First Nations leaders are speaking out after learning that Indigenous languages will not be included in a federal program that gives extra cash to bilingual public servants, saying the feds need to do a whole lot more to show First Nations language speakers in Canada are “as valued as French and English Canadians.”
“Canada’s choice to exclude First Nations does not support language reclamation and contradicts the Truth and Reconciliation Commission of Canada: Calls to Action, as well as the Indigenous Languages Act,” AMC Deputy Grand Chief Cornell McLean said in a news release reacting to last week’s news that the federal Treasury Board has no plans to expand a bonus currently paid to employees who speak English and French on the job, to those who speak an Indigenous language.
The bilingualism bonus is an extra $800 in annual income employees currently receive if they work in a position designated as requiring language skills in English and French, which are Canada’s two official languages, and the program has been paying the extra income to bilingual employees since the late 1970s.
Expanding that program to include employees who speak an Indigenous language was among suggestions some senior civil servants and the Public Service Alliance of Canada (PSAC) proposed late last year, as a way to address language concerns they said were held by some Indigenous public servants in Canada.
But the Treasury Board said last week they have “no plans to broaden the scope of the bilingualism bonus to include Indigenous languages.”
As Indigenous leaders in Manitoba and across the country continue to look to Indigenous languages as one way to support and promote reconciliation, McLean said he can’t understand how the Treasury Board came to their decision.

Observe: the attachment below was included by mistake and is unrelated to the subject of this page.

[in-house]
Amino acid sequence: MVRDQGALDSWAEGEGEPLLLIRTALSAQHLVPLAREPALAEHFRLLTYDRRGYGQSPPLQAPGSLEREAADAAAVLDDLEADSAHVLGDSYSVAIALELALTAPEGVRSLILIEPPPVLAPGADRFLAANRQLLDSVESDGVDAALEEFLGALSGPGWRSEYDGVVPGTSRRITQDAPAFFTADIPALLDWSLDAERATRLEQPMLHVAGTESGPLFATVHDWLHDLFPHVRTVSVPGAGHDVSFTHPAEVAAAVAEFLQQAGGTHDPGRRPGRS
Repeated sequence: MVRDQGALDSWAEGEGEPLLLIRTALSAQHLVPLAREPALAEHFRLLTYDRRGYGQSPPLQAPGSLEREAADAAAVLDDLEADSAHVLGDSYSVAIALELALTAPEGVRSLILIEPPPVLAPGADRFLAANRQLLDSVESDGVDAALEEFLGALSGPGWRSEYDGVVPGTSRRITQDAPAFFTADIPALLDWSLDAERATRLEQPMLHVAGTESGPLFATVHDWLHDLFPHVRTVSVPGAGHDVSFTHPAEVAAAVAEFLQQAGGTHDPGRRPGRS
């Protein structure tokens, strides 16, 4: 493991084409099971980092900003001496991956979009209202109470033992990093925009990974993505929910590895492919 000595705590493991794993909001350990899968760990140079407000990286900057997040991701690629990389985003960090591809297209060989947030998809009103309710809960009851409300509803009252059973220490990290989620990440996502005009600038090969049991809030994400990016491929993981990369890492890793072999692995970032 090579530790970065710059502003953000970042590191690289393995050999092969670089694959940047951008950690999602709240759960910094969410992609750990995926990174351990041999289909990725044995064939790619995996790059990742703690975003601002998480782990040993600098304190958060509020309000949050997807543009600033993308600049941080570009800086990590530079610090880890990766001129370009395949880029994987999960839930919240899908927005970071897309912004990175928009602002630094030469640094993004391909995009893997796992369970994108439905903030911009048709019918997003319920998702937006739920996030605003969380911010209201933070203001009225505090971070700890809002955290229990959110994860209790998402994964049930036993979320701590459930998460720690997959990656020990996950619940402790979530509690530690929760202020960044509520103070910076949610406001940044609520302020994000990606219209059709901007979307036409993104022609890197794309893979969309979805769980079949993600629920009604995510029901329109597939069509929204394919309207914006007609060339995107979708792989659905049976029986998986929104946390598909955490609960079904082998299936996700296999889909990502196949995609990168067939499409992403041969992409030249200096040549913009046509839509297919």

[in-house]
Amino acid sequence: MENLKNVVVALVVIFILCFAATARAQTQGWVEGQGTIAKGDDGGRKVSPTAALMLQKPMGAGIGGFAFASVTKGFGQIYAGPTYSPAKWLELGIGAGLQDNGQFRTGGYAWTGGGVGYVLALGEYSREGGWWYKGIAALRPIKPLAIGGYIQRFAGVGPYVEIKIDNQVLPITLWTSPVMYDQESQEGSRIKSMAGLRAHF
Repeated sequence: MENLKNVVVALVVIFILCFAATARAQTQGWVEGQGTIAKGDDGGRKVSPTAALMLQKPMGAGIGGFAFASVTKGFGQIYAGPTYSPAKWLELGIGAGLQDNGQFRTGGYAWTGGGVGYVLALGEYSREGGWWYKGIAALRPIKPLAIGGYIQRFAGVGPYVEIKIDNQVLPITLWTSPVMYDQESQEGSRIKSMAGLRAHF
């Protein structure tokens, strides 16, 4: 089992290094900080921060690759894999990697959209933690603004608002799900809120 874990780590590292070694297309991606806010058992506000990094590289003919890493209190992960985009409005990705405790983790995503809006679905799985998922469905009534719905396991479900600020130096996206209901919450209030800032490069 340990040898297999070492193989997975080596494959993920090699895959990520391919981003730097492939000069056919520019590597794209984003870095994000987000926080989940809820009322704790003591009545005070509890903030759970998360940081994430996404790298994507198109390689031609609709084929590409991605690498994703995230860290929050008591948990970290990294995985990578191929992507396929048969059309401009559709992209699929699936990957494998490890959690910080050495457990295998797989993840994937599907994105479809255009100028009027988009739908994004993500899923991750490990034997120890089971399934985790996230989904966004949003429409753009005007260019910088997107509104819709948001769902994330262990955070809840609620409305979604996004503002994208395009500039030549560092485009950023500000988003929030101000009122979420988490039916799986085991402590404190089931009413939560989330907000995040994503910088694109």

“The Truth and Reconciliation Commission of Canada: Calls to Action outlines that Indigenous languages are a fundamental and valued element of Canadian culture and society, and are reinforced by the Treaties,” McLean said.
“The AMC calls on the federal government to fulfill its obligations to work with First Nations to protect, revitalize, and promote First Nations languages. Therefore, the Canadian government must include First Nations language speakers in any incentives to demonstrate that First Nations language speakers are as valued as French and English Canadians.
“We ask Canada to include First Nations in this incentive and reward First Nations’ language retention, revitalization, and reclamation by encouraging its use the same way it does for French and English languages.”
PSAC, a union representing more than 120,000 federal employees, says that currently, the union has identified nearly 500 federal employees who speak an Indigenous language on the job.
The union also reacted to the decision, in an Aug. 23 tweet saying, “Recognizing and respecting Indigenous languages builds a stronger and more diverse public service and benefits all Canadians. It's time this government walks the talk on reconciliation.”
According to information on the federal government’s website, there are more than 70 Indigenous languages spoken in Canada, and those languages can be divided into 12 Indigenous language families.
The 2016 census showed that 260,550 Indigenous people in Canada reported being able to speak an Indigenous language well enough to conduct a conversation and that the number of Indigenous people who could speak an Indigenous language grew by 3.1% between 2006 and 2016.
The Native Women’s Association of Canada (NWAC) also weighed in last week on the decision, questioning if the feds were doing enough to promote Indigenous languages and reconciliation through language.
“Call to Action number 13 says, ‘Aboriginal languages are a fundamental and valued element of Canadian culture and society, and there is an urgency to preserve them.’” NWAC wrote in an Aug 23 Tweet.
“Justin Trudeau made preserving and promoting Indigenous Language a reconciliation-related promise. What better way than promoting our language? We expect better from the government!”
The Winnipeg Sun reached out to the federal Treasury Board but did not get a response before Monday’s press deadline.
Dave Baxter is a Local Journalism Initiative reporter who works out of the Winnipeg Sun. The Local Journalism Initiative is funded by the Government of Canada.
Dave Baxter, Local Journalism Initiative Reporter, Winnipeg Sun